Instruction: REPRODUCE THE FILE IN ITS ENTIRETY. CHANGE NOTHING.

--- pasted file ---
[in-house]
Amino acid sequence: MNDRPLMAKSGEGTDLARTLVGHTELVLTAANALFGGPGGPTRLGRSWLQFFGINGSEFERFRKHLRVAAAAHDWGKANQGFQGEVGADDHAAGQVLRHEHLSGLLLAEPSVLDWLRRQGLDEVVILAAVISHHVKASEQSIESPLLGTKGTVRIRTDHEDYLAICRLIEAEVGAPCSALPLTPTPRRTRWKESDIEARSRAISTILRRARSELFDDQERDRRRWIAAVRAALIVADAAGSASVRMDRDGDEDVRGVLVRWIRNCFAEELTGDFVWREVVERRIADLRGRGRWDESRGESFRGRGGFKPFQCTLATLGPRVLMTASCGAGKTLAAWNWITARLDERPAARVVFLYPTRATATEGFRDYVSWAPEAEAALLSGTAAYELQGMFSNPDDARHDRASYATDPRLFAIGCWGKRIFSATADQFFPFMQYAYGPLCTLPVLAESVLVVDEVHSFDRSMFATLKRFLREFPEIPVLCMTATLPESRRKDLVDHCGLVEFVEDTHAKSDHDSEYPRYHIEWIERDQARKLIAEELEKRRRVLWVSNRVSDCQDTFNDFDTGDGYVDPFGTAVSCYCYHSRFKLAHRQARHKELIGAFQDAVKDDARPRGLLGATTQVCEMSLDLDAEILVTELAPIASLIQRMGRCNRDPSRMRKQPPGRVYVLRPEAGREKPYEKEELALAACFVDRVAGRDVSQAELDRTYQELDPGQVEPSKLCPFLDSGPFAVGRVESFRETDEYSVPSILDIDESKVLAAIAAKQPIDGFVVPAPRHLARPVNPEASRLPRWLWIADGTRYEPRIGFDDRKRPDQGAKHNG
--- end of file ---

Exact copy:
[in-house]
Amino acid sequence: MNDRPLMAKSGEGTDLARTLVGHTELVLTAANALFGGPGGPTRLGRSWLQFFGINGSEFERFRKHLRVAAAAHDWGKANQGFQGEVGADDHAAGQVLRHEHLSGLLLAEPSVLDWLRRQGLDEVVILAAVISHHVKASEQSIESPLLGTKGTVRIRTDHEDYLAICRLIEAEVGAPCSALPLTPTPRRTRWKESDIEARSRAISTILRRARSELFDDQERDRRRWIAAVRAALIVADAAGSASVRMDRDGDEDVRGVLVRWIRNCFAEELTGDFVWREVVERRIADLRGRGRWDESRGESFRGRGGFKPFQCTLATLGPRVLMTASCGAGKTLAAWNWITARLDERPAARVVFLYPTRATATEGFRDYVSWAPEAEAALLSGTAAYELQGMFSNPDDARHDRASYATDPRLFAIGCWGKRIFSATADQFFPFMQYAYGPLCTLPVLAESVLVVDEVHSFDRSMFATLKRFLREFPEIPVLCMTATLPESRRKDLVDHCGLVEFVEDTHAKSDHDSEYPRYHIEWIERDQARKLIAEELEKRRRVLWVSNRVSDCQDTFNDFDTGDGYVDPFGTAVSCYCYHSRFKLAHRQARHKELIGAFQDAVKDDARPRGLLGATTQVCEMSLDLDAEILVTELAPIASLIQRMGRCNRDPSRMRKQPPGRVYVLRPEAGREKPYEKEELALAACFVDRVAGRDVSQAELDRTYQELDPGQVEPSKLCPFLDSGPFAVGRVESFRETDEYSVPSILDIDESKVLAAIAAKQPIDGFVVPAPRHLARPVNPEASRLPRWLWIADGTRYEPRIGFDDRKRPDQGAKHNG